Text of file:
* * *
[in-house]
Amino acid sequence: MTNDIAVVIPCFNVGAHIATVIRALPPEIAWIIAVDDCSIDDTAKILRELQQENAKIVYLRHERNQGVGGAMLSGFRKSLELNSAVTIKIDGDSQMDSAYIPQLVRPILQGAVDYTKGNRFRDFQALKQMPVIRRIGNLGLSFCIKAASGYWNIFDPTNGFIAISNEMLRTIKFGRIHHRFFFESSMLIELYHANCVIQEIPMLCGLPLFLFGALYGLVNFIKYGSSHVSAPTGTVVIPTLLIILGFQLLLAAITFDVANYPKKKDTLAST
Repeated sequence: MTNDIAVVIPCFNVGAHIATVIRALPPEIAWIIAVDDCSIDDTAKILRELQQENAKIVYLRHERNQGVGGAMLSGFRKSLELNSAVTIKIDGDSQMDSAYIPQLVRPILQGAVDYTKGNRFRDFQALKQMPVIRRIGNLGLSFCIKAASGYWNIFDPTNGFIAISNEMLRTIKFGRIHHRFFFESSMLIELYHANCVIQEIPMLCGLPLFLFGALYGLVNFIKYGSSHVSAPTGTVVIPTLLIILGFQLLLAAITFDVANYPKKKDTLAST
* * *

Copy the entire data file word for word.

[in-house]
Amino acid sequence: MTNDIAVVIPCFNVGAHIATVIRALPPEIAWIIAVDDCSIDDTAKILRELQQENAKIVYLRHERNQGVGGAMLSGFRKSLELNSAVTIKIDGDSQMDSAYIPQLVRPILQGAVDYTKGNRFRDFQALKQMPVIRRIGNLGLSFCIKAASGYWNIFDPTNGFIAISNEMLRTIKFGRIHHRFFFESSMLIELYHANCVIQEIPMLCGLPLFLFGALYGLVNFIKYGSSHVSAPTGTVVIPTLLIILGFQLLLAAITFDVANYPKKKDTLAST
Repeated sequence: MTNDIAVVIPCFNVGAHIATVIRALPPEIAWIIAVDDCSIDDTAKILRELQQENAKIVYLRHERNQGVGGAMLSGFRKSLELNSAVTIKIDGDSQMDSAYIPQLVRPILQGAVDYTKGNRFRDFQALKQMPVIRRIGNLGLSFCIKAASGYWNIFDPTNGFIAISNEMLRTIKFGRIHHRFFFESSMLIELYHANCVIQEIPMLCGLPLFLFGALYGLVNFIKYGSSHVSAPTGTVVIPTLLIILGFQLLLAAITFDVANYPKKKDTLAST